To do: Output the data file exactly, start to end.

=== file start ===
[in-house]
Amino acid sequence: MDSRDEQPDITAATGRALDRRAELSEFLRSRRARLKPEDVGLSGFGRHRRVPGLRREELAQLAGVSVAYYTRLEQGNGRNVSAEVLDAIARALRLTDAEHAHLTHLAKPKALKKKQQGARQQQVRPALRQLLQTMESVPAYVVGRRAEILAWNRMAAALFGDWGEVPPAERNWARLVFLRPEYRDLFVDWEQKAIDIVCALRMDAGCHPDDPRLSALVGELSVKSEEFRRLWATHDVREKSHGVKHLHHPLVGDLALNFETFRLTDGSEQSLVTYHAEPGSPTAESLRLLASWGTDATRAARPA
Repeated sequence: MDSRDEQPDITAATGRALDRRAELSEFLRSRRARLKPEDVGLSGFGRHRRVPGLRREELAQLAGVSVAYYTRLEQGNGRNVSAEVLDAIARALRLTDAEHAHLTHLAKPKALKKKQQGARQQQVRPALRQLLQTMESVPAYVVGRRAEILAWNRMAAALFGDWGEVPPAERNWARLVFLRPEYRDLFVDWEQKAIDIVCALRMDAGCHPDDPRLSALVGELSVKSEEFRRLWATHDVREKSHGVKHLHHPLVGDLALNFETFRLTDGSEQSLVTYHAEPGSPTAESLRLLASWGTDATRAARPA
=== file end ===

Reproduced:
[in-house]
Amino acid sequence: MDSRDEQPDITAATGRALDRRAELSEFLRSRRARLKPEDVGLSGFGRHRRVPGLRREELAQLAGVSVAYYTRLEQGNGRNVSAEVLDAIARALRLTDAEHAHLTHLAKPKALKKKQQGARQQQVRPALRQLLQTMESVPAYVVGRRAEILAWNRMAAALFGDWGEVPPAERNWARLVFLRPEYRDLFVDWEQKAIDIVCALRMDAGCHPDDPRLSALVGELSVKSEEFRRLWATHDVREKSHGVKHLHHPLVGDLALNFETFRLTDGSEQSLVTYHAEPGSPTAESLRLLASWGTDATRAARPA
Repeated sequence: MDSRDEQPDITAATGRALDRRAELSEFLRSRRARLKPEDVGLSGFGRHRRVPGLRREELAQLAGVSVAYYTRLEQGNGRNVSAEVLDAIARALRLTDAEHAHLTHLAKPKALKKKQQGARQQQVRPALRQLLQTMESVPAYVVGRRAEILAWNRMAAALFGDWGEVPPAERNWARLVFLRPEYRDLFVDWEQKAIDIVCALRMDAGCHPDDPRLSALVGELSVKSEEFRRLWATHDVREKSHGVKHLHHPLVGDLALNFETFRLTDGSEQSLVTYHAEPGSPTAESLRLLASWGTDATRAARPA